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This is the 11th book in the Club Shadowlands series but the second book about Nolan and Beth. Book #3 is called Breaking Free and it tells the story of the two meeting and falling in love. Alas, it was a short novel, and I am super excited that Ms. Sinclair has FINALLY written a followup story. I always felt that we never got the full story from Nolan and Beth and we definitely did not get enough time with this strict and sexy full-time Dom.

To Protect His Own is a sweeter story than I am used to – and although there are multiple kinky scenes – it is more focused on family and relationships than on intimacy and sex.

There’s still enough time to introduce a new kink though – mummification!!

Fostering and adoption are topics that are near and dear to my heart. I loved seeing them included in a romance novel. Life isn’t all rose petals. Sometimes past abuses leave an enduring mark, physically and emotionally. Thankfully Beth has a devoted Master to help see her through them and together they have more than enough love for a couple of kids who haven’t had nearly enough of it in their short lives.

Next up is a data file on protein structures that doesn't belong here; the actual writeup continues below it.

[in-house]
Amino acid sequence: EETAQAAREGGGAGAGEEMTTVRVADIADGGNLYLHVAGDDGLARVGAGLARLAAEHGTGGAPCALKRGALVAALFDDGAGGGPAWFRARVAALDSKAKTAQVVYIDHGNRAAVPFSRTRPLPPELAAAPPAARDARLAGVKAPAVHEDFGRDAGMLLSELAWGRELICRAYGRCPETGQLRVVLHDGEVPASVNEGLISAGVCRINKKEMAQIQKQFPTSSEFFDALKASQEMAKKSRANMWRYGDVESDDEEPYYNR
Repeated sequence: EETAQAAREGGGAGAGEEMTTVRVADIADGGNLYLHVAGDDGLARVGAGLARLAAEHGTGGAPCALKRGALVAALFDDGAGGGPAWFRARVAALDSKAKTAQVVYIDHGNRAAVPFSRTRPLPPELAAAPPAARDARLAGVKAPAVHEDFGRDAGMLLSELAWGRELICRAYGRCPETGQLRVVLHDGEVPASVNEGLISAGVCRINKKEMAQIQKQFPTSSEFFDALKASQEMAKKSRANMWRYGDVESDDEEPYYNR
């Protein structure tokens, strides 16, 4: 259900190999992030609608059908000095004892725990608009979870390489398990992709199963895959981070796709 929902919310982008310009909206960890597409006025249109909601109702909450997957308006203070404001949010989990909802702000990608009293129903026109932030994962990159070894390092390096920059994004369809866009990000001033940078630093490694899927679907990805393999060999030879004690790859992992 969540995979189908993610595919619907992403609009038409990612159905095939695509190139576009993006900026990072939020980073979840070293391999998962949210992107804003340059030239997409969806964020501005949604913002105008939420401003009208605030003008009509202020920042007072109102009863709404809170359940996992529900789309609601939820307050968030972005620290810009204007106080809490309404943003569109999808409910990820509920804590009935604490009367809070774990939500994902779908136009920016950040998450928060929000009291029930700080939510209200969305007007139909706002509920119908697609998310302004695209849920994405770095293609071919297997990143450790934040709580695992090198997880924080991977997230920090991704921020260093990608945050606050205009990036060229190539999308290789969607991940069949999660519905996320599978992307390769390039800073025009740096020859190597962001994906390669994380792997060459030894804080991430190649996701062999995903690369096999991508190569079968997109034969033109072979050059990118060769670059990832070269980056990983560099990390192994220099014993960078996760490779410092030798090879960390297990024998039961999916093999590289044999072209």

To Protect His Own has a unique plot that is a welcome change from the criminal romantic suspense that has been so popular lately. No bad guys chasing down the heroine, no undercover police operations … just love finding a way through bureaucracy and bullshit.

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The Glass Castle (Jeannette Walls)